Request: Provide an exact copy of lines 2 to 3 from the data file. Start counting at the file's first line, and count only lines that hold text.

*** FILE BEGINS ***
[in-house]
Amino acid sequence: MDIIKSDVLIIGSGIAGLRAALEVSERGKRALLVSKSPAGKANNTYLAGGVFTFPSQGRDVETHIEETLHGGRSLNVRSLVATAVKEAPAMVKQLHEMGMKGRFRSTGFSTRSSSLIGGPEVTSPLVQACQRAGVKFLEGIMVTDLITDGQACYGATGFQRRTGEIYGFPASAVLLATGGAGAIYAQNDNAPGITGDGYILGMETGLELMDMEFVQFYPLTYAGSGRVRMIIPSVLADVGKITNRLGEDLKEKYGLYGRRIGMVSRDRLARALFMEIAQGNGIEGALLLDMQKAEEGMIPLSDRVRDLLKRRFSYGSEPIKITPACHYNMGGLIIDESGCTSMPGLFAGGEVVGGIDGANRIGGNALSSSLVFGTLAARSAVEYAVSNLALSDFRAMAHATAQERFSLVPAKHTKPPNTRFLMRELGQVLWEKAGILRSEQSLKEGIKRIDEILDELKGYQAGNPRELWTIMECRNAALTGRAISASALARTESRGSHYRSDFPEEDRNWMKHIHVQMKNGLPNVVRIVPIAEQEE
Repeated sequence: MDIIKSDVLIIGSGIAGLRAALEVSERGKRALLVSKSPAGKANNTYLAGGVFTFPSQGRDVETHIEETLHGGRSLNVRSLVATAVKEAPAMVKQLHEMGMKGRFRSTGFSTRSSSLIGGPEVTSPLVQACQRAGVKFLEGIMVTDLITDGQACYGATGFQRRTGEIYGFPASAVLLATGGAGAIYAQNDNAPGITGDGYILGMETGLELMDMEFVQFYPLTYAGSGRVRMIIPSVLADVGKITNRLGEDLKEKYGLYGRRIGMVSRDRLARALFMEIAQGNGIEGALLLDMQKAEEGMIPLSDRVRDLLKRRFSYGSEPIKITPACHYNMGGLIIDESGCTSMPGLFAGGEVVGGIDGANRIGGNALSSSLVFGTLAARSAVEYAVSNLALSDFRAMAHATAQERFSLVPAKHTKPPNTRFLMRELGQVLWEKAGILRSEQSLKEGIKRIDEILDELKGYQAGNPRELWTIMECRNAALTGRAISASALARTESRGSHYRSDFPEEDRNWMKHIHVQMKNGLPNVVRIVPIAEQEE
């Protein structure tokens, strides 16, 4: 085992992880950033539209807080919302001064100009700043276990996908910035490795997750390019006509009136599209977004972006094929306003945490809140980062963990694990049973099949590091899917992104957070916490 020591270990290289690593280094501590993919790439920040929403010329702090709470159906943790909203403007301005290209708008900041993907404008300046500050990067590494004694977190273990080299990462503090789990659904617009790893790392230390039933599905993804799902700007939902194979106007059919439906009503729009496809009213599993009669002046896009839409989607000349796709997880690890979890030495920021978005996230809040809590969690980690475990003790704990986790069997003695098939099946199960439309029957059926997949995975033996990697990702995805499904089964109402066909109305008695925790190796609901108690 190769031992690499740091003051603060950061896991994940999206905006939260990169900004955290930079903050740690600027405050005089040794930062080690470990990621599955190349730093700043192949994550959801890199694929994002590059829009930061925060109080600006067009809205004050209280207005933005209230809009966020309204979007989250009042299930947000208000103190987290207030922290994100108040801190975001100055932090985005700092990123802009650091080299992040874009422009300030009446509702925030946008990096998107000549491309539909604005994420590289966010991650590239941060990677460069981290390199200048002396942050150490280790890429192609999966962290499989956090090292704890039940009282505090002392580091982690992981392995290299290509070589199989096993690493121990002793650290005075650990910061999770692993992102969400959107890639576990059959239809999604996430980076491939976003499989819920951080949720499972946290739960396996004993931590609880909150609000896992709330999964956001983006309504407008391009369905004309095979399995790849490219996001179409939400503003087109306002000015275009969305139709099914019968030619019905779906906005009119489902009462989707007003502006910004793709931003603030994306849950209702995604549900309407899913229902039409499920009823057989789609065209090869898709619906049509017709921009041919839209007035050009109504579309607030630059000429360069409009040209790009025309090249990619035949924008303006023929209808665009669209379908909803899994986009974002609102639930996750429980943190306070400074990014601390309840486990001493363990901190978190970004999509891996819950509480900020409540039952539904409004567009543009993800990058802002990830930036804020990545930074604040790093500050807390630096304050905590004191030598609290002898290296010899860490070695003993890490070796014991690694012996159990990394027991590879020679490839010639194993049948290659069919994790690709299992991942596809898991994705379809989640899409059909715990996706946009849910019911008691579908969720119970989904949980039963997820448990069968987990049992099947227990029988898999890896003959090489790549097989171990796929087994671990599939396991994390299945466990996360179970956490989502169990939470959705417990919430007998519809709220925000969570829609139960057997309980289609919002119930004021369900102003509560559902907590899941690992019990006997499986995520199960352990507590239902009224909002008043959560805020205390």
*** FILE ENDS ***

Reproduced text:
Amino acid sequence: MDIIKSDVLIIGSGIAGLRAALEVSERGKRALLVSKSPAGKANNTYLAGGVFTFPSQGRDVETHIEETLHGGRSLNVRSLVATAVKEAPAMVKQLHEMGMKGRFRSTGFSTRSSSLIGGPEVTSPLVQACQRAGVKFLEGIMVTDLITDGQACYGATGFQRRTGEIYGFPASAVLLATGGAGAIYAQNDNAPGITGDGYILGMETGLELMDMEFVQFYPLTYAGSGRVRMIIPSVLADVGKITNRLGEDLKEKYGLYGRRIGMVSRDRLARALFMEIAQGNGIEGALLLDMQKAEEGMIPLSDRVRDLLKRRFSYGSEPIKITPACHYNMGGLIIDESGCTSMPGLFAGGEVVGGIDGANRIGGNALSSSLVFGTLAARSAVEYAVSNLALSDFRAMAHATAQERFSLVPAKHTKPPNTRFLMRELGQVLWEKAGILRSEQSLKEGIKRIDEILDELKGYQAGNPRELWTIMECRNAALTGRAISASALARTESRGSHYRSDFPEEDRNWMKHIHVQMKNGLPNVVRIVPIAEQEE
Repeated sequence: MDIIKSDVLIIGSGIAGLRAALEVSERGKRALLVSKSPAGKANNTYLAGGVFTFPSQGRDVETHIEETLHGGRSLNVRSLVATAVKEAPAMVKQLHEMGMKGRFRSTGFSTRSSSLIGGPEVTSPLVQACQRAGVKFLEGIMVTDLITDGQACYGATGFQRRTGEIYGFPASAVLLATGGAGAIYAQNDNAPGITGDGYILGMETGLELMDMEFVQFYPLTYAGSGRVRMIIPSVLADVGKITNRLGEDLKEKYGLYGRRIGMVSRDRLARALFMEIAQGNGIEGALLLDMQKAEEGMIPLSDRVRDLLKRRFSYGSEPIKITPACHYNMGGLIIDESGCTSMPGLFAGGEVVGGIDGANRIGGNALSSSLVFGTLAARSAVEYAVSNLALSDFRAMAHATAQERFSLVPAKHTKPPNTRFLMRELGQVLWEKAGILRSEQSLKEGIKRIDEILDELKGYQAGNPRELWTIMECRNAALTGRAISASALARTESRGSHYRSDFPEEDRNWMKHIHVQMKNGLPNVVRIVPIAEQEE